• Flat, warty-looking growths on the vulva in women and around the anus in both men and women (often mistaken for genital warts).
  • A flu-like illness, tiredness and loss of appetite, with swollen glands (this can last for weeks or months).
  • White patches on the tongue or roof of the mouth.
  • Patchy hair loss.
  • These symptoms will gradually go away and tertiary syphilis will be developed.

Third (latent) and advanced stage syphilis

When syphilis remains untreated it goes into another phase known as third stage or latent syphilis. At this stage, the patient’s ability to spread the virus will be gradually weakened, but the virus can remain in patient’s body for many years without showing any signs or symptoms. If treatment is continuously absent, advanced stage syphilis will be developed after 3 to 7 years (or after decades). The virus may cause very serious and permanent damage to the heart, brain, eyes, other internal organs, bones and nervous system. At this stage, syphilis can lead to death. The most common lesion at this stage is gummatous syphilis, which are developed on the skin, bones, brain or inflammatory nodules in other parts of the body2. If developed in the eyes, visual loss is normally resulted in3. At this stage, syphilis could only be diagnosed through blood test.



How is Syphilis passed on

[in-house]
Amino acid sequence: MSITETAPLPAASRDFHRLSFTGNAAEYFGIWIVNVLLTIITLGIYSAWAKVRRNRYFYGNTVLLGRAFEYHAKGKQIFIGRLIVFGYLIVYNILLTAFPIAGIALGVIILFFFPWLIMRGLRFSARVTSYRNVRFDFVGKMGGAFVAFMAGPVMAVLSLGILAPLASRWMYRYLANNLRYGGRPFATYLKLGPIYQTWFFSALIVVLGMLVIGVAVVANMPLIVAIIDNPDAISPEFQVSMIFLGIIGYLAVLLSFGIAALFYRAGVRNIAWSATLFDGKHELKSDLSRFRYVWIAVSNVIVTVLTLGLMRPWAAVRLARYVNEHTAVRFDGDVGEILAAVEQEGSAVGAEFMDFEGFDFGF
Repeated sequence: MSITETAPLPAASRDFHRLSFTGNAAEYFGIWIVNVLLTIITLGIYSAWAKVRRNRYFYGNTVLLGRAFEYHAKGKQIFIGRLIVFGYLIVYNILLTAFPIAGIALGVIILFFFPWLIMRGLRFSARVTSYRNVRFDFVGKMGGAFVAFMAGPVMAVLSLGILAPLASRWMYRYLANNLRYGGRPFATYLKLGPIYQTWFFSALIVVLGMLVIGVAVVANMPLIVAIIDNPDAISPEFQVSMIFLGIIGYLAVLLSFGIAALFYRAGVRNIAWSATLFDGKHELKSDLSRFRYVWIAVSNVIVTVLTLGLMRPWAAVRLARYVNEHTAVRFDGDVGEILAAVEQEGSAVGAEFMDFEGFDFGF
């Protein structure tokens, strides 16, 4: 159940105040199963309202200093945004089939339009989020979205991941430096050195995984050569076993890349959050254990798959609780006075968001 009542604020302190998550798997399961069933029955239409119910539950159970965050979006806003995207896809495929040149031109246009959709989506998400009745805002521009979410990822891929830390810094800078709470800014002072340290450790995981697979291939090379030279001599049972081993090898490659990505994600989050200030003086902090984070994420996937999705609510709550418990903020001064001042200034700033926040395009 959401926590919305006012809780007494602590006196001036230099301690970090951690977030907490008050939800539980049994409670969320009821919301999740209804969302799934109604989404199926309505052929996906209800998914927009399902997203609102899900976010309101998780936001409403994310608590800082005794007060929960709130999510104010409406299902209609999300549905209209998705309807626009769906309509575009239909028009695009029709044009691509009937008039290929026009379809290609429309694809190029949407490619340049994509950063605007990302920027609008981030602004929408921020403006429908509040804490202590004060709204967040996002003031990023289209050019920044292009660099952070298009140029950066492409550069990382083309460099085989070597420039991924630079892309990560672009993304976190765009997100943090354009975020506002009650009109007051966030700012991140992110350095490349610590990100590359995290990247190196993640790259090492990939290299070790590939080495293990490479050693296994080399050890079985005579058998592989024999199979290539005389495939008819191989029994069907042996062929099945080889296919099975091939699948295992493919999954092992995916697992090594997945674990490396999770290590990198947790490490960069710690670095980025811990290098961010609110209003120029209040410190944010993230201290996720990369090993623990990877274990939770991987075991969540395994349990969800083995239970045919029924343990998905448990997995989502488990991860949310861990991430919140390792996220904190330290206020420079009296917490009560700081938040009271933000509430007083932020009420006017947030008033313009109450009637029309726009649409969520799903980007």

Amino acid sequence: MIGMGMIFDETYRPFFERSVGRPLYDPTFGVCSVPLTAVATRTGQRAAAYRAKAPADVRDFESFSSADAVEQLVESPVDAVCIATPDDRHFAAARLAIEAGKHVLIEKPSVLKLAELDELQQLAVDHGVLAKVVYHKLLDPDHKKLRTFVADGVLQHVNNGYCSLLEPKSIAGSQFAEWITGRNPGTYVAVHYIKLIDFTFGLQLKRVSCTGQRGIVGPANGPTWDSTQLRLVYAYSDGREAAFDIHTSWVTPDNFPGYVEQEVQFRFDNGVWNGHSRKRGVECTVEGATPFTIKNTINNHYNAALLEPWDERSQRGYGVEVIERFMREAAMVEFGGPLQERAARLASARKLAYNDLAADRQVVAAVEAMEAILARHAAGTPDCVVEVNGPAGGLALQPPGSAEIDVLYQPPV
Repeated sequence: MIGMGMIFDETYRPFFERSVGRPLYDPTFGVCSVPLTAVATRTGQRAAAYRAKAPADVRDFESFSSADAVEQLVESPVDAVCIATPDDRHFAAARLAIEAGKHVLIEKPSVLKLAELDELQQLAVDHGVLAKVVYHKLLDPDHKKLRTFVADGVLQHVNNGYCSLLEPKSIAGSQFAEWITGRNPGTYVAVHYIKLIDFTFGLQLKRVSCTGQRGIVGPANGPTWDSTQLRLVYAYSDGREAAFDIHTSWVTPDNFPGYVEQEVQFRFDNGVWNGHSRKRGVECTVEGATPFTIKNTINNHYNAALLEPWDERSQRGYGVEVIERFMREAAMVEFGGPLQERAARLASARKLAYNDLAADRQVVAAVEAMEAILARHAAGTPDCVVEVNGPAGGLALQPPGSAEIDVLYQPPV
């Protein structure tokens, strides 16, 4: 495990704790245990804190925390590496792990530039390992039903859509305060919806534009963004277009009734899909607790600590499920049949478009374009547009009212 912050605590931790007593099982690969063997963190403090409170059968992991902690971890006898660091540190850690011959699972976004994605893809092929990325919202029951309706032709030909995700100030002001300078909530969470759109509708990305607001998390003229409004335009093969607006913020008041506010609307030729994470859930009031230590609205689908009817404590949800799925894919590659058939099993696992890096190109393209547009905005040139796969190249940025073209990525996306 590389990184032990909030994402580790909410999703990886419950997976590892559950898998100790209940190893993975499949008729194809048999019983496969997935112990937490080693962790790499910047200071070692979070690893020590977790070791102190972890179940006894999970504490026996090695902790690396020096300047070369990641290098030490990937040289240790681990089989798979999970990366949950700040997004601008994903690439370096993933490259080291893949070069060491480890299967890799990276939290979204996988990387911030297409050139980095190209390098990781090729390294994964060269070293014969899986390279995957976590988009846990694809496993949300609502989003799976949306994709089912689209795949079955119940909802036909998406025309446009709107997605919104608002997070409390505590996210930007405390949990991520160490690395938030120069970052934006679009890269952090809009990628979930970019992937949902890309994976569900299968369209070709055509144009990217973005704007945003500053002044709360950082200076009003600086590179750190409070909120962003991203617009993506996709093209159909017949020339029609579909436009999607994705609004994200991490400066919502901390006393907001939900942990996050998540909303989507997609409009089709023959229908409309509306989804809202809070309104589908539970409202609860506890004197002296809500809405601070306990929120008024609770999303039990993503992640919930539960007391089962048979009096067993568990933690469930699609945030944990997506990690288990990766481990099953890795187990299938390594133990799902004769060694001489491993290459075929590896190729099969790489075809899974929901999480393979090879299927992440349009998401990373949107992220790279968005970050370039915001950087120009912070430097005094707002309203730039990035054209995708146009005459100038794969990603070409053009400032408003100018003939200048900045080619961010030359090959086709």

You can pass syphilis on without knowing you have the infection because symptoms can be mild and you may not notice or recognize them.

  • Syphilis can be passed from one person to another during sex and by direct skin contact with someone who has syphilis sores or a syphilis rash. It can be passed on before symptoms are noticeable, or after they’ve disappeared.
  • The infection can spread if you have vaginal, oral or anal sex, or share sex toys. Using a condom correctly will reduce your chance of getting or passing on syphilis.
  • Syphilis can also be transmitted by blood transfusion.

You cannot catch syphilis from kissing, hugging, sharing baths or towels, toilet seats, swimming pools or from sharing cups, plates or cutlery.


First and second stage syphilis is treated using a single antibiotic injection or a course of injections or by taking antibiotic tablets or capsules.

  • Treatment usually lasts around 10-21 days but sometimes longer. If complications have occurred, you may also need other treatments.
  • If there is a high chance of you having the infection, treatment may be started before receiving your check-up results.
  • You will also be given treatment if your sexual partner has syphilis even you do not have any symptoms.
  • It is not advisable to buy any medications without a prescription.

How effective is the treatment?

First and second stage syphilis

Treatment is very effective for both first and second stage syphilis. As long as the treatment is taken correctly the syphilis will be completely cured.

Third stage or latent syphilis

Syphilis at this stage can be treated, but any damage already done to your body may be permanent.

What happens if syphilis is not treated?

Without proper treatment the infection can spread to other parts of the body causing serious, long-term complications.

Left untreated, syphilis may start to cause very serious damage to the heart, brain, eyes, other internal organs, bones and nervous system. This damage could lead to death.